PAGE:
DEAR READERS: Several years ago, Richard J. Kent, a retired colonel who served in the U.S. Air Force, sent me a poem he'd written as a tribute to his father. I have kept it in my book of special treasures. Today I'm sharing it in honor of fathers, stepfathers and grandfathers everywhere. Read on:
A BELATED GRACE
by Richard J. Kent, Springfield, Va.
Make me half the man my father was
And I'll know that I've been blest.
Give me half his courage and loving care
And a kingdom I'll possess.
When I was young and foolish
I heard but I didn't hear
His words of wisdom, his sound advice,
The need to persevere.
When I grew older and wiser,
I saw what I hadn't seen:
His strength to cope with adversity
And do it with dignity.
No need for the Ten Commandments
When I came to a fork in the road.
I had only to think what he would have done
And again, he'd carry my load.
Make me half the father to my two sons
As the father he was to me
And I know that I will rest at peace
DEAR ABBY: Your columns about random acts of kindness prompt this letter. I'd like to tell you about some people I'll never forget.
I was taking the train to Oklahoma from Chicago for my Christmas vacation during World War II. I stood on the platform while all the servicemen boarded, and soon the train was packed. The conductor leaned out, announced, "There is no room for you!" and closed the door. I was standing in the snow and it was getting dark, and all I could think of was, "Will I ever get home?"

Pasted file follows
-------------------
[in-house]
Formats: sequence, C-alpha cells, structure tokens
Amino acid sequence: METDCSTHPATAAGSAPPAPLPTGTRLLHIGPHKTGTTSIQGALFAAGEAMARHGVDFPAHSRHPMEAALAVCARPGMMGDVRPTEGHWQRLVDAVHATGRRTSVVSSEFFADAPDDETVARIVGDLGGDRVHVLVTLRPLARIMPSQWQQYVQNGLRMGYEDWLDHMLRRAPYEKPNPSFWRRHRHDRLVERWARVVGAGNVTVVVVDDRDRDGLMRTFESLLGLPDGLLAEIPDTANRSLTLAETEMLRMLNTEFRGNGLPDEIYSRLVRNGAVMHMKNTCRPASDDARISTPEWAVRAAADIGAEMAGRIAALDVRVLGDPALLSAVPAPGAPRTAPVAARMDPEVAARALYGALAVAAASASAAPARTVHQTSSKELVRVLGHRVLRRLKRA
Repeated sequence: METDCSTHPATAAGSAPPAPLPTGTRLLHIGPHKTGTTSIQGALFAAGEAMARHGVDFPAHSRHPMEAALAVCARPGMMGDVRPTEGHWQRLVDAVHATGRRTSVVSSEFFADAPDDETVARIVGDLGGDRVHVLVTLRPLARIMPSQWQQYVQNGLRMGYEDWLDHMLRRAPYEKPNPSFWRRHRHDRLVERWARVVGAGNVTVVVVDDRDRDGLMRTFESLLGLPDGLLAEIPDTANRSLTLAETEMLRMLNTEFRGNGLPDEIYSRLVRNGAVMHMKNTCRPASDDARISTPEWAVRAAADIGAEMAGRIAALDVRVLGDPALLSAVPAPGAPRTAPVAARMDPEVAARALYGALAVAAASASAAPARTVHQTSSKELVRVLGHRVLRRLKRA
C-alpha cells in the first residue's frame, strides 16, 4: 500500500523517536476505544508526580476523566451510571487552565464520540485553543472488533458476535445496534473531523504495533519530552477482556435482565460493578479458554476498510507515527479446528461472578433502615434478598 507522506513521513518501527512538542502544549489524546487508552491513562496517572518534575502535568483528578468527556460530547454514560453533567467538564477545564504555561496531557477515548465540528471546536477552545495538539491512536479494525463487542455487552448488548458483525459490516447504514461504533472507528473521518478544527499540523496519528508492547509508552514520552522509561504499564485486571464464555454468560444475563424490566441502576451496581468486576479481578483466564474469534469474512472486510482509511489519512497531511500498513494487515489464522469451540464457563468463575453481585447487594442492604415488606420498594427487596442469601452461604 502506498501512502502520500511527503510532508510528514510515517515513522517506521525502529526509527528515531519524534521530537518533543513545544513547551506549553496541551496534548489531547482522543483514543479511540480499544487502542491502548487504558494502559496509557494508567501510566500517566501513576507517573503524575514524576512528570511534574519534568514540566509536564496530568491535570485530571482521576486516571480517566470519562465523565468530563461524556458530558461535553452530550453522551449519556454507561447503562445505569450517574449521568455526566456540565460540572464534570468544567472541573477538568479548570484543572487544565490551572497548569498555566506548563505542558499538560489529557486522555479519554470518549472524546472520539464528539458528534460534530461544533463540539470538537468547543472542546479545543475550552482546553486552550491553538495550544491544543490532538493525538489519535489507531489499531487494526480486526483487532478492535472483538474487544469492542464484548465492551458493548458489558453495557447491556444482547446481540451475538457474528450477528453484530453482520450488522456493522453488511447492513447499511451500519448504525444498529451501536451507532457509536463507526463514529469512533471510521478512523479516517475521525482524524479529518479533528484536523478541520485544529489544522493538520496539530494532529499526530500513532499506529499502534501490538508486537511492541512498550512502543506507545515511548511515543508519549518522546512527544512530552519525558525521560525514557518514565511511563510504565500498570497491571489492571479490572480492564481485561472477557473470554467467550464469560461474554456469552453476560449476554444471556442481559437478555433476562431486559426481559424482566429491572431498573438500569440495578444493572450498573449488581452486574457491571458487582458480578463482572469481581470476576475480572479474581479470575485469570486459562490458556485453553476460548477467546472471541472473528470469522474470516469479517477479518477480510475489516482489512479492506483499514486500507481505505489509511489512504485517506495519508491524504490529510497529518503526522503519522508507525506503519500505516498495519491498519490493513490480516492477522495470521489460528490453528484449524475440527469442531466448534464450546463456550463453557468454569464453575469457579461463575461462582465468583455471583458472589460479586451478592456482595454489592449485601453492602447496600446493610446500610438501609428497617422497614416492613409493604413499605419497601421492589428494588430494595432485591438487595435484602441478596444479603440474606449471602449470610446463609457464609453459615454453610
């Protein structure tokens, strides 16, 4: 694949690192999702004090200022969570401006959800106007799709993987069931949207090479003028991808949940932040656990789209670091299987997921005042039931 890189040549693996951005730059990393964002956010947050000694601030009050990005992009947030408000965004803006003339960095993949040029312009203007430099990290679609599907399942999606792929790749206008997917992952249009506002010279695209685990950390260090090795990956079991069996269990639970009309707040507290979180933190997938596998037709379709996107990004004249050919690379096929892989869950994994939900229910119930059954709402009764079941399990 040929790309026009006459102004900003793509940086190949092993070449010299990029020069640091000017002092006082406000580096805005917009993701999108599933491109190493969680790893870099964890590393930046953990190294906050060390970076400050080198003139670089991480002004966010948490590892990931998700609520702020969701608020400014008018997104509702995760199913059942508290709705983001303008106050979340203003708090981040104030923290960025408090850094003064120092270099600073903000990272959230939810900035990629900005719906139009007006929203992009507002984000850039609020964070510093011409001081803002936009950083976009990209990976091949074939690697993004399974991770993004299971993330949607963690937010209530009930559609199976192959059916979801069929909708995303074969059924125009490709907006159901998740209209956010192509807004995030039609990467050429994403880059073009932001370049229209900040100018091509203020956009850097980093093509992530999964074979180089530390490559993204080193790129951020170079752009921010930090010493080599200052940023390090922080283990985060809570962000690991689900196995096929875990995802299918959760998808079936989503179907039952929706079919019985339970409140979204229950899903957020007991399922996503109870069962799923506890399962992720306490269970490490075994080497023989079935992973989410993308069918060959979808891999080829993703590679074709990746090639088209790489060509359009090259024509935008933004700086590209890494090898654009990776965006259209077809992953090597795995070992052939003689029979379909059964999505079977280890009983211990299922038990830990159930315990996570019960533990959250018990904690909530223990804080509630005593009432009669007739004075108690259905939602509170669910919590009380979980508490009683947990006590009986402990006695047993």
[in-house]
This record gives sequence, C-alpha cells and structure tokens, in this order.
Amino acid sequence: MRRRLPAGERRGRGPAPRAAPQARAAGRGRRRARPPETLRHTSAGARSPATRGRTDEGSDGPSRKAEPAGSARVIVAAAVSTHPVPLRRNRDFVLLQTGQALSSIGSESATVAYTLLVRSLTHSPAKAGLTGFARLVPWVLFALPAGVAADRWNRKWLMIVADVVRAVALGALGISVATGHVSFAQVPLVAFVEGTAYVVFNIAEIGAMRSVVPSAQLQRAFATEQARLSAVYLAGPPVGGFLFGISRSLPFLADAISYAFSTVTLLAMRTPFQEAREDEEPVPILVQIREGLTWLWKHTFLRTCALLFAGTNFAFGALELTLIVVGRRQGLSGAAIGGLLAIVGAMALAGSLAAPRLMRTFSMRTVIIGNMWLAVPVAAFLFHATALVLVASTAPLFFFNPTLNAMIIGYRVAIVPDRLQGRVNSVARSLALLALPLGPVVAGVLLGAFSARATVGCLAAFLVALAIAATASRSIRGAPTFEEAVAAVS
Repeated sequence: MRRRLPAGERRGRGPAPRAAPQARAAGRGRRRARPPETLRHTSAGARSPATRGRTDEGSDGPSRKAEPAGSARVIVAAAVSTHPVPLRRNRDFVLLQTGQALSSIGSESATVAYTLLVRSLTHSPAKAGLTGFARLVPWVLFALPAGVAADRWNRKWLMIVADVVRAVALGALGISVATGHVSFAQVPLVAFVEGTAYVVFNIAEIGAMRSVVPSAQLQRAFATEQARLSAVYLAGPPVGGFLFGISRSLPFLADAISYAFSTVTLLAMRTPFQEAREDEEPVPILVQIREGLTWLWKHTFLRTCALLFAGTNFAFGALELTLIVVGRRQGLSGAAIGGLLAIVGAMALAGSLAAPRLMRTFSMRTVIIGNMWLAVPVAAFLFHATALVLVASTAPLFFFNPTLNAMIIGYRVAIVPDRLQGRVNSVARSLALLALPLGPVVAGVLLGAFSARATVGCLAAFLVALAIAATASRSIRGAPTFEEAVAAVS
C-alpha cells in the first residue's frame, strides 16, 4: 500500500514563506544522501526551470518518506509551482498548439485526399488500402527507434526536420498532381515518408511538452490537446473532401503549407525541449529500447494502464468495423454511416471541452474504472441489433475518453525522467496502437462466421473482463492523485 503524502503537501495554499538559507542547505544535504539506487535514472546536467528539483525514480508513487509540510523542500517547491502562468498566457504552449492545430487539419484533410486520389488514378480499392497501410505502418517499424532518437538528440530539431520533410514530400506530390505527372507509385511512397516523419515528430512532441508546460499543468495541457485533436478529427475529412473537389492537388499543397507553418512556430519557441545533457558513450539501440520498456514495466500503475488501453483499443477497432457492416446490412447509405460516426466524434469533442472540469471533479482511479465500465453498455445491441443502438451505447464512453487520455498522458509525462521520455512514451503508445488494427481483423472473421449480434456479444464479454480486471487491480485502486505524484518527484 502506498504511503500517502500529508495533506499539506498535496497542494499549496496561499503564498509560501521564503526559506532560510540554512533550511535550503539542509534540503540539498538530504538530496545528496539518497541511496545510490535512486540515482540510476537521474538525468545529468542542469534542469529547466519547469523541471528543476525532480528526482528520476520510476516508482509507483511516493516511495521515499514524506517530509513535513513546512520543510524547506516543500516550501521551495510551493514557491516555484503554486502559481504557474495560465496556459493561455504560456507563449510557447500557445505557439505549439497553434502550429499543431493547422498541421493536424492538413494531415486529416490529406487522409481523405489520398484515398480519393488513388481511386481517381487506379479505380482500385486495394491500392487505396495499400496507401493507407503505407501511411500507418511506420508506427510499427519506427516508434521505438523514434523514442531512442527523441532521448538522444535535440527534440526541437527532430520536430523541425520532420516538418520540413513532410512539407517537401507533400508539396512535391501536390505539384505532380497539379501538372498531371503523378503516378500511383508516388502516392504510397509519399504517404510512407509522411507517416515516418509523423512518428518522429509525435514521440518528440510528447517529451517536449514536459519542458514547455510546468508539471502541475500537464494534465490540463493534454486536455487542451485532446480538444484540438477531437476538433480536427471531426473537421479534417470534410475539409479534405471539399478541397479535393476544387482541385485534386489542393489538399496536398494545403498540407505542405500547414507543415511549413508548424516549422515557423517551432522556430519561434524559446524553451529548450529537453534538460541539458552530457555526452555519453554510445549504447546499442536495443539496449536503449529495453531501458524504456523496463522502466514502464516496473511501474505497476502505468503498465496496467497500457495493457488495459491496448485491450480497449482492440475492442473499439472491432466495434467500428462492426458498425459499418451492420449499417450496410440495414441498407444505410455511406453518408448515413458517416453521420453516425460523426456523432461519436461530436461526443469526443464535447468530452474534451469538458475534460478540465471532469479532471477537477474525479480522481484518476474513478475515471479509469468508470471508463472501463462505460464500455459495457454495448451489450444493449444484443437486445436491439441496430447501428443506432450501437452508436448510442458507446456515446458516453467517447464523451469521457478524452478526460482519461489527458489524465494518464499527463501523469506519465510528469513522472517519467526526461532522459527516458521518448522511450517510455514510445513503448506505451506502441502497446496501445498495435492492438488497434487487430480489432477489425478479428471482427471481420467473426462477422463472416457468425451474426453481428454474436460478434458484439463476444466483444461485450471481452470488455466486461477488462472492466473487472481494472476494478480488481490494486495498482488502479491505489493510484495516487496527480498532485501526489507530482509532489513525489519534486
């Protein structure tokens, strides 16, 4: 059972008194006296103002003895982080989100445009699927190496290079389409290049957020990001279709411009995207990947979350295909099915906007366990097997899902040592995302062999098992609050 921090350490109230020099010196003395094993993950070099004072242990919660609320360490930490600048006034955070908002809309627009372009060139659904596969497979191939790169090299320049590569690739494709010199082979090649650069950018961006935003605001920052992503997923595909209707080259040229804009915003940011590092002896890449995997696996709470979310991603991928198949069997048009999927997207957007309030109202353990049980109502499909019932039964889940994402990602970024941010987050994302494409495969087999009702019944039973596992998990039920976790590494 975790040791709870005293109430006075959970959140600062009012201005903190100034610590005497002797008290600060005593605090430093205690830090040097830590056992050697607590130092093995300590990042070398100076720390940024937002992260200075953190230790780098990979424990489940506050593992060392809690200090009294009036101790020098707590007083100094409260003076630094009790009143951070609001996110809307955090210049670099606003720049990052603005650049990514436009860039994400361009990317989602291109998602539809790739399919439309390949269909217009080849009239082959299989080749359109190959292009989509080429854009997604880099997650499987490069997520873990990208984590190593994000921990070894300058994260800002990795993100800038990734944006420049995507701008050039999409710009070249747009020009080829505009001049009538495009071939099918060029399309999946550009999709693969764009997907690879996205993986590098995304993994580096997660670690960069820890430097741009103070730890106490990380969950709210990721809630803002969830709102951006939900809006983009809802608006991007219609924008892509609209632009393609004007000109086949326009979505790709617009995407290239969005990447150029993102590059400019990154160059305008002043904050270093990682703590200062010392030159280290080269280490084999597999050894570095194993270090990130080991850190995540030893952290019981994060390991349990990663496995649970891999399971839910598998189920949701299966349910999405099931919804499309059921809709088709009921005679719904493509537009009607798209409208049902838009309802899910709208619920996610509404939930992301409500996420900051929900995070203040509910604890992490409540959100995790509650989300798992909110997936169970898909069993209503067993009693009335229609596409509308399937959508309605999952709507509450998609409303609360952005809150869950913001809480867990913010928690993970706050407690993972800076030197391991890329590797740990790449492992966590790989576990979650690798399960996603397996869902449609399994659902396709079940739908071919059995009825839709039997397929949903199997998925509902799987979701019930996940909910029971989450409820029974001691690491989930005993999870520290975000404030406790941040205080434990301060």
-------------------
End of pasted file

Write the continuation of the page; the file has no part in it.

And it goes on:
Then a couple of the cooks leaned out of the dining car and said I could ride with them. They had such wonderful smiles and laughs. They pulled me up, put an apron on me, and sat me beside a big, warm, pot-bellied stove. After they had served everyone else, they cooked a wonderful meal for me. It was so much fun.
When we arrived in St. Louis, they took my luggage and we ran through all the steam until we found the train going to Oklahoma. I'll never forget them, and think of them often. -- ANN IN CALIFORNIA
DEAR ANN: You must be a person "of a certain age" to remember train travel when the industry was in its glory. Those were wonderful times.
The dining car staff was generous to take you under their wing, and you probably received better service than any other passenger.
DEAR ABBY: I recently saw a celebrity actually show his bare backside on a daytime talk show.
If this is called "mooning," what is it called when a woman lifts up her blouse and shows her bare breasts? -- CURIOUS IN BRADFORD, VT.
DEAR CURIOUS: Exhibitionism!
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